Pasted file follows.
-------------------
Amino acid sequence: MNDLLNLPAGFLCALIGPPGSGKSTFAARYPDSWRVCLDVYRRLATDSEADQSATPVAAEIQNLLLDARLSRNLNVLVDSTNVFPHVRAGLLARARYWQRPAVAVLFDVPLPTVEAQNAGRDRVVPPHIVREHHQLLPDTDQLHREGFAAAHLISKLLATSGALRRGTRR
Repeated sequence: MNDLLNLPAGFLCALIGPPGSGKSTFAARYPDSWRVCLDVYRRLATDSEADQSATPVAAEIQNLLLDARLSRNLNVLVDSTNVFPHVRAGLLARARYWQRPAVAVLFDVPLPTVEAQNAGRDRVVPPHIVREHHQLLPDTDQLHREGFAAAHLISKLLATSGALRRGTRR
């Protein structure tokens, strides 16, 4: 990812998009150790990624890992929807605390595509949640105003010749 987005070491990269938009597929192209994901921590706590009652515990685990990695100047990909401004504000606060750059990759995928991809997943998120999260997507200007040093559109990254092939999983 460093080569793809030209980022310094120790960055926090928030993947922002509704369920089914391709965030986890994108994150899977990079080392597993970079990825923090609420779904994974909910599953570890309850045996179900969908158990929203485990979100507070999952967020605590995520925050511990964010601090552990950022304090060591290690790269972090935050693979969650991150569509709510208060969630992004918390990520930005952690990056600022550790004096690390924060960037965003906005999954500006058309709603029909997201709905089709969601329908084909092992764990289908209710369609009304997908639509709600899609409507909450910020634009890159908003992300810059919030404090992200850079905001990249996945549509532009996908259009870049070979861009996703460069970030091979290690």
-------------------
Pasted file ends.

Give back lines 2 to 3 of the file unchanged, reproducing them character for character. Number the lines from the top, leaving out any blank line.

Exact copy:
Repeated sequence: MNDLLNLPAGFLCALIGPPGSGKSTFAARYPDSWRVCLDVYRRLATDSEADQSATPVAAEIQNLLLDARLSRNLNVLVDSTNVFPHVRAGLLARARYWQRPAVAVLFDVPLPTVEAQNAGRDRVVPPHIVREHHQLLPDTDQLHREGFAAAHLISKLLATSGALRRGTRR
């Protein structure tokens, strides 16, 4: 990812998009150790990624890992929807605390595509949640105003010749 987005070491990269938009597929192209994901921590706590009652515990685990990695100047990909401004504000606060750059990759995928991809997943998120999260997507200007040093559109990254092939999983 460093080569793809030209980022310094120790960055926090928030993947922002509704369920089914391709965030986890994108994150899977990079080392597993970079990825923090609420779904994974909910599953570890309850045996179900969908158990929203485990979100507070999952967020605590995520925050511990964010601090552990950022304090060591290690790269972090935050693979969650991150569509709510208060969630992004918390990520930005952690990056600022550790004096690390924060960037965003906005999954500006058309709603029909997201709905089709969601329908084909092992764990289908209710369609009304997908639509709600899609409507909450910020634009890159908003992300810059919030404090992200850079905001990249996945549509532009996908259009870049070979861009996703460069970030091979290690």